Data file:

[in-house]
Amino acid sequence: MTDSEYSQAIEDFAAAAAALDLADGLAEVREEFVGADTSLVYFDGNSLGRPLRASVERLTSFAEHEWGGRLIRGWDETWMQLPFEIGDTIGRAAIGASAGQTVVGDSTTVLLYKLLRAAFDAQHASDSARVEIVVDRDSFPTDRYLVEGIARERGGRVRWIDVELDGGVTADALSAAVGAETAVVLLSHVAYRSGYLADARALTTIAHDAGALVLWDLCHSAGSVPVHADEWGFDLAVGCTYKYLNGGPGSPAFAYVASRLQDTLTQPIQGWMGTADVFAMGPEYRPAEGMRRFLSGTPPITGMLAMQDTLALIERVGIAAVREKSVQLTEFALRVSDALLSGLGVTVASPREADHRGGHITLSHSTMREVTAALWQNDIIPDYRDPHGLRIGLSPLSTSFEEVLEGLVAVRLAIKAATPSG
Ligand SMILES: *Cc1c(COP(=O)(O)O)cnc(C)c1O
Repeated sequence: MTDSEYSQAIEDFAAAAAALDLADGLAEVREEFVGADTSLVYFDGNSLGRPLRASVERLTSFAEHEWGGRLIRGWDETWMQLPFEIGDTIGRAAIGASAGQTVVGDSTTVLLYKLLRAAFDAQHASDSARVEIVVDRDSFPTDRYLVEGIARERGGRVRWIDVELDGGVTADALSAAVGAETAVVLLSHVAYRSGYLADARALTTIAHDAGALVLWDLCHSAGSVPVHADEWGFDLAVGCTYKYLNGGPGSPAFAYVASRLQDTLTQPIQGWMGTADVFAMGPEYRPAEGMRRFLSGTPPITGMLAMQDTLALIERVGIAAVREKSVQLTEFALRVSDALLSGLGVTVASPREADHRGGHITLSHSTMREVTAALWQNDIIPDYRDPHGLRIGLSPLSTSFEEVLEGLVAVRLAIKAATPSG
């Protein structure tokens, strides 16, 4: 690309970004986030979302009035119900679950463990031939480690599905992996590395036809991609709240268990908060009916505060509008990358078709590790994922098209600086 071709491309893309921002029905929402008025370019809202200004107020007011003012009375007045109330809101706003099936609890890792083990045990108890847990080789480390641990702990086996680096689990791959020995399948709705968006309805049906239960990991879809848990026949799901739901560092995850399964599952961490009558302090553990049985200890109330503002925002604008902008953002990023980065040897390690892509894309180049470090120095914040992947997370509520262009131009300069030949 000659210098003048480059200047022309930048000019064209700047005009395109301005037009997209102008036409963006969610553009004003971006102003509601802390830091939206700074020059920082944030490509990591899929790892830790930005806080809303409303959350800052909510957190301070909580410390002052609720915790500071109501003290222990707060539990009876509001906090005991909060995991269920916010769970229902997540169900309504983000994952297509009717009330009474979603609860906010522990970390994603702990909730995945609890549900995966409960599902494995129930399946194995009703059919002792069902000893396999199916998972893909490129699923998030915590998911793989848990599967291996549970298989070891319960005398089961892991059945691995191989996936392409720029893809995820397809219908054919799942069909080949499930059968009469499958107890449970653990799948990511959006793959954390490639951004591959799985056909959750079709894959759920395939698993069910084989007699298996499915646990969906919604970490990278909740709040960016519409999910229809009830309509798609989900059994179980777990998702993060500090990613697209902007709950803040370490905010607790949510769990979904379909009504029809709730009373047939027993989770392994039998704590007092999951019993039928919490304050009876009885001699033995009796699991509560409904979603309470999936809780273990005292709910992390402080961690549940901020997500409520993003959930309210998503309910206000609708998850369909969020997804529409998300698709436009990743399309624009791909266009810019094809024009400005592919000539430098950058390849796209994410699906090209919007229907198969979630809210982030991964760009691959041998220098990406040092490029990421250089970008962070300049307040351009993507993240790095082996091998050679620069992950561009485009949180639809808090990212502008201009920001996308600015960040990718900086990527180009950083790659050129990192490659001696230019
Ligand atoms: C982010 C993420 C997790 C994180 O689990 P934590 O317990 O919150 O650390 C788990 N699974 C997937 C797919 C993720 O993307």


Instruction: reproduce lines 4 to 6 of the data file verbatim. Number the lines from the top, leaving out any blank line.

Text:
Repeated sequence: MTDSEYSQAIEDFAAAAAALDLADGLAEVREEFVGADTSLVYFDGNSLGRPLRASVERLTSFAEHEWGGRLIRGWDETWMQLPFEIGDTIGRAAIGASAGQTVVGDSTTVLLYKLLRAAFDAQHASDSARVEIVVDRDSFPTDRYLVEGIARERGGRVRWIDVELDGGVTADALSAAVGAETAVVLLSHVAYRSGYLADARALTTIAHDAGALVLWDLCHSAGSVPVHADEWGFDLAVGCTYKYLNGGPGSPAFAYVASRLQDTLTQPIQGWMGTADVFAMGPEYRPAEGMRRFLSGTPPITGMLAMQDTLALIERVGIAAVREKSVQLTEFALRVSDALLSGLGVTVASPREADHRGGHITLSHSTMREVTAALWQNDIIPDYRDPHGLRIGLSPLSTSFEEVLEGLVAVRLAIKAATPSG
């Protein structure tokens, strides 16, 4: 690309970004986030979302009035119900679950463990031939480690599905992996590395036809991609709240268990908060009916505060509008990358078709590790994922098209600086 071709491309893309921002029905929402008025370019809202200004107020007011003012009375007045109330809101706003099936609890890792083990045990108890847990080789480390641990702990086996680096689990791959020995399948709705968006309805049906239960990991879809848990026949799901739901560092995850399964599952961490009558302090553990049985200890109330503002925002604008902008953002990023980065040897390690892509894309180049470090120095914040992947997370509520262009131009300069030949 000659210098003048480059200047022309930048000019064209700047005009395109301005037009997209102008036409963006969610553009004003971006102003509601802390830091939206700074020059920082944030490509990591899929790892830790930005806080809303409303959350800052909510957190301070909580410390002052609720915790500071109501003290222990707060539990009876509001906090005991909060995991269920916010769970229902997540169900309504983000994952297509009717009330009474979603609860906010522990970390994603702990909730995945609890549900995966409960599902494995129930399946194995009703059919002792069902000893396999199916998972893909490129699923998030915590998911793989848990599967291996549970298989070891319960005398089961892991059945691995191989996936392409720029893809995820397809219908054919799942069909080949499930059968009469499958107890449970653990799948990511959006793959954390490639951004591959799985056909959750079709894959759920395939698993069910084989007699298996499915646990969906919604970490990278909740709040960016519409999910229809009830309509798609989900059994179980777990998702993060500090990613697209902007709950803040370490905010607790949510769990979904379909009504029809709730009373047939027993989770392994039998704590007092999951019993039928919490304050009876009885001699033995009796699991509560409904979603309470999936809780273990005292709910992390402080961690549940901020997500409520993003959930309210998503309910206000609708998850369909969020997804529409998300698709436009990743399309624009791909266009810019094809024009400005592919000539430098950058390849796209994410699906090209919007229907198969979630809210982030991964760009691959041998220098990406040092490029990421250089970008962070300049307040351009993507993240790095082996091998050679620069992950561009485009949180639809808090990212502008201009920001996308600015960040990718900086990527180009950083790659050129990192490659001696230019
Ligand atoms: C982010 C993420 C997790 C994180 O689990 P934590 O317990 O919150 O650390 C788990 N699974 C997937 C797919 C993720 O993307």